You could sample autumn in every single county in Britain and not find somewhere as beautiful as North Devon. So, save yourself the hassle.
Why is autumn in North Devon so spectacular?
North Devon is a soul-stirring tapestry of rolling pastures, rugged storm lashed coast, wild moorland and deep wooded valleys. Come autumn, the crowds vanish – leaving behind a quiet elemental landscape, flushed with seasonal colour, that’s yours for the taking.
Below are the absolute best places to see autumn colour in North Devon, and some refreshing walks too.
The Heddon Valley, Exmoor
The ancient woods of The Heddon Valley turn all sort of fiery colours in autumn. Following the river beneath the bows of gnarled trees, as leaves drift on a chill autumn breeze, is poetic.
Exmoor is a remote and bleakly beautiful area of upland – which surrounds The Heddon Valley. This part of the Britain is far enough away from everything, it’s said a WW2 German U-Boat commander frequently allowed his troops to stretch their legs at Heddon Mouth.
Halsdon Nature Reserve
This is almost in Mid Devon. As far south as North Devon gets – and what a lovely place.
The Halsdon Nature Reserve unfolds itself around the River Torridge. There are miles of clearly marked trails here, wending through the woods to river banks and water meadows. If you’re quiet, you might spot an otter reclining and snacking on a fish.
In autumn the reserve becomes a fungi wonderland. Look out for some unusual types growing on deadfalls and tree trunks. If fungi aren’t your thing, what about tawny owls? Not that they're interchangebale, owls and mushrooms...
Anyway, listen out for a hoot.
RHS Rosemoor, Torrington
The passion and hard work that goes into the gardens at Rosemoor is exceptional. It makes for an enchanting experience.
Not only does Rosemoor claim the largest rose beds in the South West (funnily enough), but also a diverse range of curated gardens– including some with a wild feel. Honestly, follow the link – there’s over twenty unique gardens.
During autumn, you should take a wander around the woodland garden and see the maples dressed in fire. Then, if it gets a bit chilly you can pop into the coffee shop for a well-deserved hot drink.
Arlington Court, Near Exmoor
Near Blackmoor Gate, at the western edge of Exmoor is the Arlington Estate – a jewel hidden amongst the North Devon hills.
For 500 years Arlington Court was held by the Chichester family, and whilst it looks a bit severe on the outside – inside it’s a surprisingly cosy family home.
It’s also a treasure trove of weird and wonderful things. The National Trust look after almost 5000 items at Arlington, from model boats no bigger than a coin, to billowing Victorian wedding dresses and an original William Blake painting (discovered on top of a wardrobe).
What about autumn?
There’s a huge twenty miles of wooded estate for you to explore, with deer. It’s a little harder to pick out deer against an autumn backdrop, but you can try.
Now, moving on to some sublime National Trust walks in North Devon – perfect for experiencing autumn in all its glory.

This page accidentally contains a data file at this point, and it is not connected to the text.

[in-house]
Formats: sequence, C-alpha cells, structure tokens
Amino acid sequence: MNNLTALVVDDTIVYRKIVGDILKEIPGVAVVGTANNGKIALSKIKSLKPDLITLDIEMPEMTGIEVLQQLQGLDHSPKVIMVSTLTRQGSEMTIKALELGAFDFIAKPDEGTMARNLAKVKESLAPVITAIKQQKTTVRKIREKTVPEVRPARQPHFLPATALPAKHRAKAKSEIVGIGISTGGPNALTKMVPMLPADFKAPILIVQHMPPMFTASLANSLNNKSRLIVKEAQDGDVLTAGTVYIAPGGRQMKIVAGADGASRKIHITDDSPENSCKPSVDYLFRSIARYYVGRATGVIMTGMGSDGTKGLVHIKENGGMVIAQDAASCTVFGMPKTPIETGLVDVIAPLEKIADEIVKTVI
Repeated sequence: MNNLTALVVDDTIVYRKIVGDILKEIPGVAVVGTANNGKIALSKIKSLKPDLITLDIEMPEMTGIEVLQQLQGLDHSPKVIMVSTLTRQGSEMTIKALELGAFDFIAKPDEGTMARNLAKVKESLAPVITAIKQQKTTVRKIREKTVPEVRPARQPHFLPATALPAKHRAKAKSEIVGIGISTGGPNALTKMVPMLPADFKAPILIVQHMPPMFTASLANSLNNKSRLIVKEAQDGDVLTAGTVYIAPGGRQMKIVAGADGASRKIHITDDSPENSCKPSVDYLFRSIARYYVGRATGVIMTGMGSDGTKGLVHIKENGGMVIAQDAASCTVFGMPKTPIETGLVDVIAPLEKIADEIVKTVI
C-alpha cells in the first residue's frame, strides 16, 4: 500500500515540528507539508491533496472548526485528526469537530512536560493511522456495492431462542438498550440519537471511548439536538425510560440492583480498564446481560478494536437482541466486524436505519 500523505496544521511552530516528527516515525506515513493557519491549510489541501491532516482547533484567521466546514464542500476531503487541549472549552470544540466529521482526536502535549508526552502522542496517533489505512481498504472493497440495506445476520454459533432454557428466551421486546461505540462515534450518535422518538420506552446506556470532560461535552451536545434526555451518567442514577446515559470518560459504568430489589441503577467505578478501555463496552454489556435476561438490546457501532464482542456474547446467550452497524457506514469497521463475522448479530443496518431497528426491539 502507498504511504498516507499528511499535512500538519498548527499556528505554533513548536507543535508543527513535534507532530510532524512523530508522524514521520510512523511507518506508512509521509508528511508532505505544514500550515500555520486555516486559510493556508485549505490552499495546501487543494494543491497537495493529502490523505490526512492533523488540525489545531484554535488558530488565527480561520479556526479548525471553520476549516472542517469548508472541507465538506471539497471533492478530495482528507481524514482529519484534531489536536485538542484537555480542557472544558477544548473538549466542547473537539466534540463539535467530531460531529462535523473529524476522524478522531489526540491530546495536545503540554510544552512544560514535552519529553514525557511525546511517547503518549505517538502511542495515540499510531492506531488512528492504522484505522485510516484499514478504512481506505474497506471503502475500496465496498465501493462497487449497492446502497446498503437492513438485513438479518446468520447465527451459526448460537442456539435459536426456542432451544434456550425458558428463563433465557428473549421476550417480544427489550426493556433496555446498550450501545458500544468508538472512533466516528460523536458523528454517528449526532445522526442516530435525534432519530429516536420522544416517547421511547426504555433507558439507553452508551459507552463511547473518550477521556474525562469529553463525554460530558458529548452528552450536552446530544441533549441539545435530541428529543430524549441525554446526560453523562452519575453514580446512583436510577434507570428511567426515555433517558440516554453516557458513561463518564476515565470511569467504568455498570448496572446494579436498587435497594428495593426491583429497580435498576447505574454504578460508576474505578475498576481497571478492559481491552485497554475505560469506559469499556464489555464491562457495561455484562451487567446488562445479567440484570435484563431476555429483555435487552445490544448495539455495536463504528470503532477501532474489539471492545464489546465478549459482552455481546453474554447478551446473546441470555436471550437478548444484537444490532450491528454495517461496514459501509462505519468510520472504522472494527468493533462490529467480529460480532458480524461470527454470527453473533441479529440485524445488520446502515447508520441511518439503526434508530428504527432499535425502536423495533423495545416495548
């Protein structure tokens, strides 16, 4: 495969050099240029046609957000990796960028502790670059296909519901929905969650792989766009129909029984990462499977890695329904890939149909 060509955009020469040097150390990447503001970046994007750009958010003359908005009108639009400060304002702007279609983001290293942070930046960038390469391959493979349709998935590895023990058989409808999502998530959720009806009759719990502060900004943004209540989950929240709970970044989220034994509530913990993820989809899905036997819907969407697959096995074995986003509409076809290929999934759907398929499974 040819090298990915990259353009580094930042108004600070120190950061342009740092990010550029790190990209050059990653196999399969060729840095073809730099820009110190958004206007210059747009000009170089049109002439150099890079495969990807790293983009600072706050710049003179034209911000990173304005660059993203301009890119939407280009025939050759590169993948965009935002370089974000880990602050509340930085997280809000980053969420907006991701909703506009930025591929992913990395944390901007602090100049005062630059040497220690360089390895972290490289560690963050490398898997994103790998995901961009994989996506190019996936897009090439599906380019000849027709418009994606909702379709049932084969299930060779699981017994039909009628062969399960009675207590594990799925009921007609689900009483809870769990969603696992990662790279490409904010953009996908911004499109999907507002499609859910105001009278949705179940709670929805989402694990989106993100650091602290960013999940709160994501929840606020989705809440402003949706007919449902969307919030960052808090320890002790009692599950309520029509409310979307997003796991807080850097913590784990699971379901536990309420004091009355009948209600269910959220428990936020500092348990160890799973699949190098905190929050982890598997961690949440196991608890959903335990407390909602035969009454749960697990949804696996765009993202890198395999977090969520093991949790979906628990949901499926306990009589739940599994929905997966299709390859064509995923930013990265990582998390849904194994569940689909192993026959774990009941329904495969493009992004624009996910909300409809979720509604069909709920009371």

Countisbury to Watersmeet
This walk begins and finishes with Countisbury, a time-still hamlet with far reaching views over the Bristol Channel, towards the misty hills of South Wales.
This is varied walk taking in many different landscapes, from riverbanks to coastal heath.
The midway point is at Watersmeet, a wood-shrouded gorge where two rivers merge, and salmon swim. There’s also a tea room here, if you’re a tad parched.
Beyond Watersmeet is a rough fisherman’s path, taking you across country and back to Countisbury again.
Horner Woods Walk
Horner wood in West Somerset, is something from the dusty pages of a fairy tale - thought to be easily 500 years old.
The walk starts at Aller Combe Meadow, a popular beauty spot for family picnics. From here it follows a crystal stream through the woods. A world of primeval tree ferns, deer wallows and twisty trees – the sort with faces if you stare hard enough.
After a while the woods give way, presenting you with the open uplands of Exmoor. So, you can see some striking autumn colours and perhaps an Exmoor pony or two.
Morte Point & Bull Point Walk
Whilst this walk probably has a few trees, not every autumn walk has to be about leaves. This one is about the coast, and humbling power of the ocean.
The storms of autumn create swells like no other season, which in turn form white tipped waves that swirl and crash over the jagged rocks of the North Devon coast. From an exposed bit of headland this is epic to watch, in the truest sense.
Morte and Bull point are part of a stretch of coast rife with smuggling legend. These stories only feel real in the winds, and under the moody skies of autumn.
Cloudless skies and hot summer days just don’t seem so smugglerly, do they? Or is it smugglerish…
Potter’s Hill & Woolacombe Down
A blog about North Devon without a beach? Not possible. Or exquisitely silly.
This walk takes you around Woolacombe Down, an open area of coastal heath above what was once voted the best beach in the UK, and 13th in the world by Trip Advisor. This is quite something. But then, it’s quite the beach.
Standing on top of Potter’s Hill and surveying the three miles of silken sand, you’ll see why it’s such a special beach. What a location too. Woolacombe bay is at the western limit of the Bristol Channel where it becomes the vast Atlantic Ocean.
During autumn and winter, Woolacombe Beach becomes a quieter place. It’s a spot for thinking, dreaming and listening to the soft rush of waves.
A Whisper From Woolacombe Beach…
Why make one of the best beaches in the world more of journey than you have to? At the Woolacombe Bay Hotel, we’re but a whisper away.
Our luxury four-star hotel is a stress remedy, an escape and in the truest sense – down time from the hustle and bustle. Coming here, especially in autumn is a revitalising experience.